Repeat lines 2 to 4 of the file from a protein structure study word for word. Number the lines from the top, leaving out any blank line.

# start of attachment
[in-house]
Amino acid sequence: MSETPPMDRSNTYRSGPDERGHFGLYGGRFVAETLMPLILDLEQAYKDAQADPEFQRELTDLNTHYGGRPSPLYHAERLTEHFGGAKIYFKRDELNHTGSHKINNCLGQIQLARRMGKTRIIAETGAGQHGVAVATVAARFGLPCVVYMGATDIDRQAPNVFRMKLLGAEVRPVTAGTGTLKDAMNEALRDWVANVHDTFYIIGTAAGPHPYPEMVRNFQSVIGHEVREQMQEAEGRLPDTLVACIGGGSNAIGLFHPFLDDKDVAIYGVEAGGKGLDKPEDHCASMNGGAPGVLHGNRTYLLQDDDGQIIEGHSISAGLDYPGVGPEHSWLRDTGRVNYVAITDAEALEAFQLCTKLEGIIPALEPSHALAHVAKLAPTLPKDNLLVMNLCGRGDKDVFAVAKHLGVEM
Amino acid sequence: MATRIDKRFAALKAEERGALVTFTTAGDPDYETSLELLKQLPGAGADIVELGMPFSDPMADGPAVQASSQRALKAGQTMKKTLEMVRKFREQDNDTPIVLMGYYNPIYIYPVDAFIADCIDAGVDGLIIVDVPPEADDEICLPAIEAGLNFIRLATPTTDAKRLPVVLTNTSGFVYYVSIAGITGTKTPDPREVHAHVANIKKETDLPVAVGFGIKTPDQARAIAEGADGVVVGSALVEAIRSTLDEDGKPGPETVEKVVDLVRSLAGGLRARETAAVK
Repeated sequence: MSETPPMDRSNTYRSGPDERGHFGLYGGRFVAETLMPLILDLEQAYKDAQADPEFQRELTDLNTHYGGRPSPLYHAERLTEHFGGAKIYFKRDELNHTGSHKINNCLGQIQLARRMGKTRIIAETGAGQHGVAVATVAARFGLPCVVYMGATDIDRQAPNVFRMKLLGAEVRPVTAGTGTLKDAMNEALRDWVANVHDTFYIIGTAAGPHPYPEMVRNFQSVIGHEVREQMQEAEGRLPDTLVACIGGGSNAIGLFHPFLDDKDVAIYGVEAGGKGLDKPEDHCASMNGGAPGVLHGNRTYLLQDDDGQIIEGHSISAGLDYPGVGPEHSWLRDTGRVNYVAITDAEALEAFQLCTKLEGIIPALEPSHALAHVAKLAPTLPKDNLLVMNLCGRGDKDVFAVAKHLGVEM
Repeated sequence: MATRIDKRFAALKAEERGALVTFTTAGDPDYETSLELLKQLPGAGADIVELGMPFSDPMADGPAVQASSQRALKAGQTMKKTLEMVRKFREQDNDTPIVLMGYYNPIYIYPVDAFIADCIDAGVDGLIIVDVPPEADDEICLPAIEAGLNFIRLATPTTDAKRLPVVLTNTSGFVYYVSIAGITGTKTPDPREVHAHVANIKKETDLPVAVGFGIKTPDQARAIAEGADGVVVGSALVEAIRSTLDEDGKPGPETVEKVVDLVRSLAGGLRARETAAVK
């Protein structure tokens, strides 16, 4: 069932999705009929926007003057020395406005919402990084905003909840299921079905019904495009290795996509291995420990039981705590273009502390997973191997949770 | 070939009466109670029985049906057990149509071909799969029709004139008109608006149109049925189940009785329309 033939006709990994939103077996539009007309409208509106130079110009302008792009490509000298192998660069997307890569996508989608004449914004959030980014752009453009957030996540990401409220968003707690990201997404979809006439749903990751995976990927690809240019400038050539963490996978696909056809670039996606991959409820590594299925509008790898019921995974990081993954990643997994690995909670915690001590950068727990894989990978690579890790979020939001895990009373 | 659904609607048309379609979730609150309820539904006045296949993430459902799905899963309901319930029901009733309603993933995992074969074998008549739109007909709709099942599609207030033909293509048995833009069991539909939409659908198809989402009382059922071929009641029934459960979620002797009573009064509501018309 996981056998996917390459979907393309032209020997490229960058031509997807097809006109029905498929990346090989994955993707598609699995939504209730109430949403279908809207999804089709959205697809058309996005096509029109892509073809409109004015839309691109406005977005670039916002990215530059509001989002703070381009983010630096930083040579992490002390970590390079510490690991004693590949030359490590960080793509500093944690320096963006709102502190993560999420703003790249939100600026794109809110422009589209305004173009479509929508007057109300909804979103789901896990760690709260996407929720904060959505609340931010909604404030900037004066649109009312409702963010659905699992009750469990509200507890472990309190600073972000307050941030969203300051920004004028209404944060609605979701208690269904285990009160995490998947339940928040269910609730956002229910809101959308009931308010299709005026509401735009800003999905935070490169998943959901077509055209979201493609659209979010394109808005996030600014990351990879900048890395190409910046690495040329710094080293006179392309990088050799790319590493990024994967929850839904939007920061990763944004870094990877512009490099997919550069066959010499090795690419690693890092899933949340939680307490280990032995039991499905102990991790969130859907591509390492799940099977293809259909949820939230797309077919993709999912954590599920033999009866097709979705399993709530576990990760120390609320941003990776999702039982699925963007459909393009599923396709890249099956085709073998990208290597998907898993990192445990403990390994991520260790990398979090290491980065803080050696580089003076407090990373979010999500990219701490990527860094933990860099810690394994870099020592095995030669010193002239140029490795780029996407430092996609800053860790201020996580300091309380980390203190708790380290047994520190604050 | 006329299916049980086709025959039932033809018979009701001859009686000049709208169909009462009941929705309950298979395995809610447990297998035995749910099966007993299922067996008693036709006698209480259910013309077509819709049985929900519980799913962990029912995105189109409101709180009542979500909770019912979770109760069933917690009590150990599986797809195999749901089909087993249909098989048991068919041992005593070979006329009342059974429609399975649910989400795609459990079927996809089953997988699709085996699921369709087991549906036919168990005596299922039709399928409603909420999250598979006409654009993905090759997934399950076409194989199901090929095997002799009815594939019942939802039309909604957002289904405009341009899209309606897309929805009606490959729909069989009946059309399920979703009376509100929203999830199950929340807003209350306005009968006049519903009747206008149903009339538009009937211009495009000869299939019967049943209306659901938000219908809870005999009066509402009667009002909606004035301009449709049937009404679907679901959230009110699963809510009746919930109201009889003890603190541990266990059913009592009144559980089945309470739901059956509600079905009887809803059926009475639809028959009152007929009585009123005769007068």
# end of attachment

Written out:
Amino acid sequence: MSETPPMDRSNTYRSGPDERGHFGLYGGRFVAETLMPLILDLEQAYKDAQADPEFQRELTDLNTHYGGRPSPLYHAERLTEHFGGAKIYFKRDELNHTGSHKINNCLGQIQLARRMGKTRIIAETGAGQHGVAVATVAARFGLPCVVYMGATDIDRQAPNVFRMKLLGAEVRPVTAGTGTLKDAMNEALRDWVANVHDTFYIIGTAAGPHPYPEMVRNFQSVIGHEVREQMQEAEGRLPDTLVACIGGGSNAIGLFHPFLDDKDVAIYGVEAGGKGLDKPEDHCASMNGGAPGVLHGNRTYLLQDDDGQIIEGHSISAGLDYPGVGPEHSWLRDTGRVNYVAITDAEALEAFQLCTKLEGIIPALEPSHALAHVAKLAPTLPKDNLLVMNLCGRGDKDVFAVAKHLGVEM
Amino acid sequence: MATRIDKRFAALKAEERGALVTFTTAGDPDYETSLELLKQLPGAGADIVELGMPFSDPMADGPAVQASSQRALKAGQTMKKTLEMVRKFREQDNDTPIVLMGYYNPIYIYPVDAFIADCIDAGVDGLIIVDVPPEADDEICLPAIEAGLNFIRLATPTTDAKRLPVVLTNTSGFVYYVSIAGITGTKTPDPREVHAHVANIKKETDLPVAVGFGIKTPDQARAIAEGADGVVVGSALVEAIRSTLDEDGKPGPETVEKVVDLVRSLAGGLRARETAAVK
Repeated sequence: MSETPPMDRSNTYRSGPDERGHFGLYGGRFVAETLMPLILDLEQAYKDAQADPEFQRELTDLNTHYGGRPSPLYHAERLTEHFGGAKIYFKRDELNHTGSHKINNCLGQIQLARRMGKTRIIAETGAGQHGVAVATVAARFGLPCVVYMGATDIDRQAPNVFRMKLLGAEVRPVTAGTGTLKDAMNEALRDWVANVHDTFYIIGTAAGPHPYPEMVRNFQSVIGHEVREQMQEAEGRLPDTLVACIGGGSNAIGLFHPFLDDKDVAIYGVEAGGKGLDKPEDHCASMNGGAPGVLHGNRTYLLQDDDGQIIEGHSISAGLDYPGVGPEHSWLRDTGRVNYVAITDAEALEAFQLCTKLEGIIPALEPSHALAHVAKLAPTLPKDNLLVMNLCGRGDKDVFAVAKHLGVEM